The death toll from COVID-19 eclipsed 600,000 by June this year, nearly all of which came prior to the arrival of widely available vaccines. Now, however, the game has changed. Even as rare breakthrough infections begin to raise panic, those who die from the virus today and tomorrow are among the unvaccinated. And the vast majority of the population at the highest risk for COVID are vaccinated.

The vaccines have proven 99.99 percent effective at preventing hospitalization and death. Less than 0.004 percent of those fully vaccinated suffered a breakthrough case that led to hospitalization, and less than 0.001 percent who suffered a breakthrough case died, according to a CNN analysis published Monday.

In other words, death from COVID can now be prevented by vaccine, presenting Americans a personal choice. Deaths will likely continue to decline as more people take the miracle medicine.

The same can’t be said for ailments from repeat lockdowns. The re-emergence of these failed measures threaten to wreak havoc on the nation’s psyche. It was once headed back to a normal that now may never return as Americans begin to cope with the lives they lose under lockdown. It’s unclear how much worse overdose rates may rise under the resurgence of new restrictions, but they’re likely to be far higher with no end in sight.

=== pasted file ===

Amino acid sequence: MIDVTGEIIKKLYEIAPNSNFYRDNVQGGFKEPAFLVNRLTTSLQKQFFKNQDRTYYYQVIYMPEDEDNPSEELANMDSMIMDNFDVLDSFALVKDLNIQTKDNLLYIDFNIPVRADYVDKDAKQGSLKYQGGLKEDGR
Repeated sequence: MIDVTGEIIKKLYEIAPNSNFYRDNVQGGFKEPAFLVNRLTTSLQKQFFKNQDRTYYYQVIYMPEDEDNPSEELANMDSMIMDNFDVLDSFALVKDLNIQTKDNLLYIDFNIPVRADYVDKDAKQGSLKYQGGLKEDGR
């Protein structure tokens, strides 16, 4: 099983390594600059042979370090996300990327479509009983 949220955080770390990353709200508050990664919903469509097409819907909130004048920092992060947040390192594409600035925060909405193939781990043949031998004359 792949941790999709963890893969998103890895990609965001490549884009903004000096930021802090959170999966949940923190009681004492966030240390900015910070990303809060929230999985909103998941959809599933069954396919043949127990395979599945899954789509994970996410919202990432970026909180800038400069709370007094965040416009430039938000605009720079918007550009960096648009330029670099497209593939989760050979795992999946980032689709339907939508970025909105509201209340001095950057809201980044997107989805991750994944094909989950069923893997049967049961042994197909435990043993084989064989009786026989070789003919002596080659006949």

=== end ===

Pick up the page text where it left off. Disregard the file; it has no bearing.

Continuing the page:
One can call drug use a matter of personal agency. While to a degree it certainly is, those who make the claim were probably never forced down to the food pantry because the government declared their lives non-essential in order to protect others that made their personal health a public responsibility due to a virus with a high survival rate, especially for the young.

“My hope is that the Biden administration would take peoples’ mental health seriously and they would act accordingly based on data and not politics,” East Tennessee therapist Allysen Efferson told me. She called Biden’s rhetoric teeing up more lockdowns “a disheartening and demoralizing thing to say to a nation that’s been locked down for a year.”

When asked whether more restrictions were on the way Friday, Biden told reporters on the South Lawn, “in all probability” as his press secretaries made the case for more in the briefing room. It was “an incredibly thoughtless thing to say,” Efferson said.